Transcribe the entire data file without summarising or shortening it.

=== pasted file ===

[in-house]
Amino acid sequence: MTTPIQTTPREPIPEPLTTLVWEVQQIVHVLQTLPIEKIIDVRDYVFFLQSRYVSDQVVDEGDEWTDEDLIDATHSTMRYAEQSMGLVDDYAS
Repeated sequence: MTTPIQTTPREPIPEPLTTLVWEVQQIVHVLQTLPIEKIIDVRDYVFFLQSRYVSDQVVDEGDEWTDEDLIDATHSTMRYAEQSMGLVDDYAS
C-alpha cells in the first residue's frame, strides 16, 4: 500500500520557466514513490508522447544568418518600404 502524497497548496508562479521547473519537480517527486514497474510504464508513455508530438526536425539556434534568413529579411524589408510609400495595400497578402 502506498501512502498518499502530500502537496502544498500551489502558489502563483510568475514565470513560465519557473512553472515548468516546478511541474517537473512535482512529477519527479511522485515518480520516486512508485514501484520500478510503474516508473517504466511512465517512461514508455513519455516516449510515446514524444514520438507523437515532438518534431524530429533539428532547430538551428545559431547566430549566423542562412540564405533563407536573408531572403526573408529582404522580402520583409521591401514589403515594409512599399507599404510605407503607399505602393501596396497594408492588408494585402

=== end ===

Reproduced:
[in-house]
Amino acid sequence: MTTPIQTTPREPIPEPLTTLVWEVQQIVHVLQTLPIEKIIDVRDYVFFLQSRYVSDQVVDEGDEWTDEDLIDATHSTMRYAEQSMGLVDDYAS
Repeated sequence: MTTPIQTTPREPIPEPLTTLVWEVQQIVHVLQTLPIEKIIDVRDYVFFLQSRYVSDQVVDEGDEWTDEDLIDATHSTMRYAEQSMGLVDDYAS
C-alpha cells in the first residue's frame, strides 16, 4: 500500500520557466514513490508522447544568418518600404 502524497497548496508562479521547473519537480517527486514497474510504464508513455508530438526536425539556434534568413529579411524589408510609400495595400497578402 502506498501512502498518499502530500502537496502544498500551489502558489502563483510568475514565470513560465519557473512553472515548468516546478511541474517537473512535482512529477519527479511522485515518480520516486512508485514501484520500478510503474516508473517504466511512465517512461514508455513519455516516449510515446514524444514520438507523437515532438518534431524530429533539428532547430538551428545559431547566430549566423542562412540564405533563407536573408531572403526573408529582404522580402520583409521591401514589403515594409512599399507599404510605407503607399505602393501596396497594408492588408494585402